The Shoemaker's Wife by Adriana Trigiani was recommended to me by one of my "choir sisters" - Alice was my roommate on our trip to NYC last June and she was engrossed in this book on her I-pad for the long busride. She kept telling me how good it was, so I added it to my "Must Read' list as soon as I got home. (I have an ongoing list - do you?)
Trigiani is a new author to me. She is an award-winning playwright, television writer, and documentary filmmaker as well as penning a best-selling memoir on top of her fiction and young adult fiction. Where have I been - how had I not heard of her before? I thoroughly enjoyed The Shoemaker's Wife so I will be looking for more of her work when I am at the library!
I would categorize this story as historical fiction with a good bit of romance thrown in; a powerful story of strength and determination, love, the importance of family and the immigrant experience. It begins in the northern Italian Alps at the turn of the twentieth century. Life is difficult and money is scarce; the recently widowed Caterina Lazzari sees no other option but to leave her two young sons at the local convent as she knows she can no longer provide for them. Within the first few chapters the reader is captivated with the life of these two young boys Eduardo and Ciro, being raised by nuns who adore them. Their story is paralleled by that of the Ravanelli family of a neighbouring village who are also struggling to make ends meet. The death of their youngest brings Ciro and Enza Ravanelli together in a chance meeting as Ciro is sent to dig the grave. It is a meeting that neither forgets. Life takes a turn for both families and without knowing about each other, both Ciro and Enza emigrate to America to make a better life. I don't want to divulge any more of the story, but suffice it to say they both go on to "find opportunities" in Little Italy (in NYC) through hard work and perseverance. Will they find each other? Will they build a better life together in America? You'll have to read the book to find out...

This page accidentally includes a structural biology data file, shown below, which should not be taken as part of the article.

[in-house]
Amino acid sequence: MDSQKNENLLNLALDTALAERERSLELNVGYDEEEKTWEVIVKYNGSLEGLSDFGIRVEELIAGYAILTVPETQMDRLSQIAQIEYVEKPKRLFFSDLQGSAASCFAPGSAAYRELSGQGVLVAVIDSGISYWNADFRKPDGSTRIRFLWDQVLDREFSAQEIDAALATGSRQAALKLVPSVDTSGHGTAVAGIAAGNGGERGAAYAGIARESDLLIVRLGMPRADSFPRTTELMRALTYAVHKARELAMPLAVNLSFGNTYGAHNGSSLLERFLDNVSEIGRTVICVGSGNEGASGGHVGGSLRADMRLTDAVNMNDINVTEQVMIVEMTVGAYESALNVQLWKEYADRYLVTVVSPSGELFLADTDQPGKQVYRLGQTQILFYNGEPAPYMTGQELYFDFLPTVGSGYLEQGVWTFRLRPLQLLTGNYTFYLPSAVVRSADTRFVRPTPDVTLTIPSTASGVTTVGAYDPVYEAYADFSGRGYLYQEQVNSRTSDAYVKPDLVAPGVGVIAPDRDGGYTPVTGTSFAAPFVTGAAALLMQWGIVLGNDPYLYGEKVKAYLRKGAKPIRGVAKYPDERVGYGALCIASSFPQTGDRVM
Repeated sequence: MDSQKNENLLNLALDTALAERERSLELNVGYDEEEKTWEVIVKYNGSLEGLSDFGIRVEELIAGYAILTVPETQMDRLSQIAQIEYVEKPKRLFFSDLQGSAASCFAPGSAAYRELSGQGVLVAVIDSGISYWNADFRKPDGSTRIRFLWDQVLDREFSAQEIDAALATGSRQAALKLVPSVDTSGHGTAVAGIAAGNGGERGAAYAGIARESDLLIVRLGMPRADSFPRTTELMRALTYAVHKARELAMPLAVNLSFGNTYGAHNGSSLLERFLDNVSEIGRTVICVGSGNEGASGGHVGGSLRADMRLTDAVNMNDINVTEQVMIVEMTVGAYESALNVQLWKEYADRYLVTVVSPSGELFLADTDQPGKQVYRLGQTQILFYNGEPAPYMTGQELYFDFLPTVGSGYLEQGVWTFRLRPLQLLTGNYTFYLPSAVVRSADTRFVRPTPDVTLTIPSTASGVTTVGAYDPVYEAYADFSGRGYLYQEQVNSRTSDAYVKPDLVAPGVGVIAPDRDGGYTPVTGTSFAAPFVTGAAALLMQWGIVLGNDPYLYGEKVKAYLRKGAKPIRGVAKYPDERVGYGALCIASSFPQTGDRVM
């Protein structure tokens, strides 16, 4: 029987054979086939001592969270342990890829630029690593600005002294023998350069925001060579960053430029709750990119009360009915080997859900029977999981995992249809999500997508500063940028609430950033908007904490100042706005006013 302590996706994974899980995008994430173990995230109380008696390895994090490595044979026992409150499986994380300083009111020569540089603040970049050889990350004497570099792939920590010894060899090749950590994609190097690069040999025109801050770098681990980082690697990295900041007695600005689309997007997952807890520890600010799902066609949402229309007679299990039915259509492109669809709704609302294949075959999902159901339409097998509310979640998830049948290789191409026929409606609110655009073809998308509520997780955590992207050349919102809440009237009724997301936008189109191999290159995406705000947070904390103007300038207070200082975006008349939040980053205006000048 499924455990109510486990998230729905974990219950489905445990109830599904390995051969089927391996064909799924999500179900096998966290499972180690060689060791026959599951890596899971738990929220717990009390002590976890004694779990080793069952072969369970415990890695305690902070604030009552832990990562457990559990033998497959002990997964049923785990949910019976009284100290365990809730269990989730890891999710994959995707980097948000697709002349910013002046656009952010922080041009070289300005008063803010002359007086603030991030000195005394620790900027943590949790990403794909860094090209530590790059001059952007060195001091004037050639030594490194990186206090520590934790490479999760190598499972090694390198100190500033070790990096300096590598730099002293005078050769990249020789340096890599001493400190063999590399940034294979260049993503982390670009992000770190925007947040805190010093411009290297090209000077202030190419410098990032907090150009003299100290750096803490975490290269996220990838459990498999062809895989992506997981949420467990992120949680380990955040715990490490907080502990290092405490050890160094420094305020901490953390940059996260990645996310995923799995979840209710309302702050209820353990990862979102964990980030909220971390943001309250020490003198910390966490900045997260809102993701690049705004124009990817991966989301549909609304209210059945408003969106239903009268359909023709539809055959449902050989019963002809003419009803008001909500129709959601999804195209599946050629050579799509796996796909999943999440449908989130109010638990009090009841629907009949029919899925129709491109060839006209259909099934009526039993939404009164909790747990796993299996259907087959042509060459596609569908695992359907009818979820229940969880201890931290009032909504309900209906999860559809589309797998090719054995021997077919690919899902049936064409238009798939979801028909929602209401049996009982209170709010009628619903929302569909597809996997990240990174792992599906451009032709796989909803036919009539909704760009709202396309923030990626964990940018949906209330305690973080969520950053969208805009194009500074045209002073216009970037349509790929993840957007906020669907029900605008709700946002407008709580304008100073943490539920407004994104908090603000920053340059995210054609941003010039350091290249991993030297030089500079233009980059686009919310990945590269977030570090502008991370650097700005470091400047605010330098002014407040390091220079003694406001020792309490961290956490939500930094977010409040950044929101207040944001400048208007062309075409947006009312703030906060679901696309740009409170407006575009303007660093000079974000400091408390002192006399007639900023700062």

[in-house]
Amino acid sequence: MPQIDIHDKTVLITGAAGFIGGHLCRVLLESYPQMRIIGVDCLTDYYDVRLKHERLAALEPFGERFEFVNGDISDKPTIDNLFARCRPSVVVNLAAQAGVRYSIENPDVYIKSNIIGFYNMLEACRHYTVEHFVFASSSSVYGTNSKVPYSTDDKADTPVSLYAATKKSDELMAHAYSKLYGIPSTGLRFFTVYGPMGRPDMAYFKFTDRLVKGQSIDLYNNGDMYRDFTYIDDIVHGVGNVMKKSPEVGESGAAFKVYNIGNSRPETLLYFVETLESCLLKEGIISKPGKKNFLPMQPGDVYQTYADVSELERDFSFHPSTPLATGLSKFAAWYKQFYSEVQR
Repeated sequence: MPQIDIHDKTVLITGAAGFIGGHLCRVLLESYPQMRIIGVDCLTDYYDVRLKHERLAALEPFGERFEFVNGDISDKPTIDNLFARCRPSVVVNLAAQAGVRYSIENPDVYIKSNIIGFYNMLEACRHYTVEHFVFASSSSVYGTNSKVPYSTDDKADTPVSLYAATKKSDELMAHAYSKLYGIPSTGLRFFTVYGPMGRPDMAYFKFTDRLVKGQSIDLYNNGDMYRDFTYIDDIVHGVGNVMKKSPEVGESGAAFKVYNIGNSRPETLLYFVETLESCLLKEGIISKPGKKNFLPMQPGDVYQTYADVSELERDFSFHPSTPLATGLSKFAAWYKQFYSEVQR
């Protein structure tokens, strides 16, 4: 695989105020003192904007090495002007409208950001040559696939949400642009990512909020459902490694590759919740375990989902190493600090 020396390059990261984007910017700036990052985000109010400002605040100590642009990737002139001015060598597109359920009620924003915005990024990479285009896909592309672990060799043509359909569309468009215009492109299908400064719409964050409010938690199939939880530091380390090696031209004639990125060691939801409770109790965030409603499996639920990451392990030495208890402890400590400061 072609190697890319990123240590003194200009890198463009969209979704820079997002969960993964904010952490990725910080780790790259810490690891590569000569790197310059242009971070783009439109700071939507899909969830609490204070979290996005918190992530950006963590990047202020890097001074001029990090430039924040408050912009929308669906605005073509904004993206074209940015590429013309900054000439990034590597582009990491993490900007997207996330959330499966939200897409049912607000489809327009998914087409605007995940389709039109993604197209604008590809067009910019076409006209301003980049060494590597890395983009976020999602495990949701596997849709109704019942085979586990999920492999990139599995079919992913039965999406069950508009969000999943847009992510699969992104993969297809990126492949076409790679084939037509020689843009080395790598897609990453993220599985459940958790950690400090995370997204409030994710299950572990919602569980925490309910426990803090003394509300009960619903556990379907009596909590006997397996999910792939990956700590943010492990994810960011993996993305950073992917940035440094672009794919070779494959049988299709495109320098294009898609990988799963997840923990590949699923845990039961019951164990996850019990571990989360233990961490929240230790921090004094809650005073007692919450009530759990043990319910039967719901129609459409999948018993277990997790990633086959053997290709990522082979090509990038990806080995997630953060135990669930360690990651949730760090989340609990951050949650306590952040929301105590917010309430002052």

I enjoyed Trigiani's writing. Her characters are well developed and three dimensional, her descriptions are detailed. I know some readers do not like a lot of description, but I do (when it is well done). The importance of family was an underlying theme throughout the book. Ciro longs for a family re-connection with his mother who he feels "abandoned" him, and his older brother who he dearly loves and misses. Enza dutifully works for years, sending money home to her family in Italy to help them build a home. Yes, this is the main theme/lesson/message... the importance of family. I like that.
Bookworms will rule the world... as soon as we read one more chapter.